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Canines Ingesting the Wrong thing ⁄26 Cents

By Dr. Gabriel Mills
Posted: June 24, 2016

Occasionally our furry pals manage to get into and consume items that may become lodged, or otherwise retained, within their gastrointestinal tracts. These foreign objects can cause obstruction of the GI tract leading to pain, vomiting, sepsis, and may eventually result in death. Occasionally, these objects will make it into the stomach but will be unable to pass into the intestines without causing a complete obstruction. These cases are a little more difficult to identify as their symptoms may not be as obvious. Depending on the object in question, various negative outcomes may occur.

Usually there are prior habits noted by the pet′s owner that may increase the veterinarian′s suspicion of this occurring. Habits such as excessive chewing or previously noted swallowing of objects, usually in puppies or other young dogs. The particular case noted here happened to occur in an adult dog with no previous habit of chewing or eating strange objects. In fact the owners had indicated that she would be very unlikely to consume something other than food or treats.

This small breed adult dog was presented to our veterinary team with clinical signs including a lack of appetite, mild lethargy, and occasionally vomiting small amounts of bile tinged froth lasting 4 days. On physical exam the dog was quiet but otherwise fairly normal. The only abnormality noted was pain on abdominal palpation. A basic blood panel was performed with no significant abnormalities seen. Given the pain on abdominal palpation, abdominal radiographs were performed to rule out an obstruction or urinary bladder stones, as this particular breed is predisposed to developing stones. Radiographs revealed something unexpected within the patient’s stomach, a grouping of flat, circular objects with an opacity of metal.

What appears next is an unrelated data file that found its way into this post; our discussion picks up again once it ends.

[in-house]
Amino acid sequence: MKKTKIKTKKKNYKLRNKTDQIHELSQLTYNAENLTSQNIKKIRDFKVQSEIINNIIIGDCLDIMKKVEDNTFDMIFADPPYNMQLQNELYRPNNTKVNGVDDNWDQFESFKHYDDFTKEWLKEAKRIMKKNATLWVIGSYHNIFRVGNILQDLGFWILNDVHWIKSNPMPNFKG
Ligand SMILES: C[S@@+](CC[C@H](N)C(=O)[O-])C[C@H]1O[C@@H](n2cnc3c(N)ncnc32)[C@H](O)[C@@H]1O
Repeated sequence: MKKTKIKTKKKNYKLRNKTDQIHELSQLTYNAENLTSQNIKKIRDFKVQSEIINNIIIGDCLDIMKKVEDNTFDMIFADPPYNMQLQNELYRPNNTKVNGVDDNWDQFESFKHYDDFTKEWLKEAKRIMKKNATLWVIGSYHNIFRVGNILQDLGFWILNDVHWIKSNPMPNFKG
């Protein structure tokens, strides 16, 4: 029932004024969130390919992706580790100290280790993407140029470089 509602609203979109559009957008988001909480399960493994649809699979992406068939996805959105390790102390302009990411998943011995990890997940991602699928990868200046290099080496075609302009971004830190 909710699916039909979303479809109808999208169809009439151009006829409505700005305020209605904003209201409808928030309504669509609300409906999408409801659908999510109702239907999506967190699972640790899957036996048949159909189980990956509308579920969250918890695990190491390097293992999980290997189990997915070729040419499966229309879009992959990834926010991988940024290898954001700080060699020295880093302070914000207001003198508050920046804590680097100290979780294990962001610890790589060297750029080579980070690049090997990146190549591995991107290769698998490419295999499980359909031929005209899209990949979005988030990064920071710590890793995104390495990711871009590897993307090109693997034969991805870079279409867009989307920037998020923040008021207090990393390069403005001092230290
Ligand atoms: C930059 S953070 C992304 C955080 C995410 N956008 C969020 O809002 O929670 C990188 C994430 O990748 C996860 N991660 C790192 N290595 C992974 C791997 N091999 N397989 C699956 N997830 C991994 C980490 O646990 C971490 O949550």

A diagnosis was made of gastrointestinal foreign body with high suspicion of coins being ingested; though small flat batteries have also been found in similar situations. Coins and other metallic objects present a compounding problem as they contain zinc. Zinc toxicity in animals can cause mucosal inflammation of the GI tract as well as damage to nearly all organ systems and destruction of red blood cells. In this case, despite symptoms having been occurring for 4 days, bloodwork was surprisingly normal.

An emergency gastronomy was performed to remove the objects within the patient′s stomach.26 Cents

Direct palpation of the stomach confirmed the objects placement within its lumen.The rest of the GI tract was also evaluated for confirmation that no additional objects remained that may not have been seen on the radiographs. The stomach was then isolated and incised to remove the objects. Two dimes, one nickel, and one penny were found: twenty-six cents in all.

26 Cents

The stomach was then sewn closed, rinsed, and returned to the abdomen.

26 Cents 26 Cents

The patient was then sent home with various pain medications, specifically tailored as to not affect normal motility of the GI tract, as well as gastric acid suppressants and antibiotics. Food was limited in quantity and made into a gruel to be fed in multiple small meals throughout the day to prevent stretching of the stomach. Appetite returned the following day and our mischievous little patient is doing very well.

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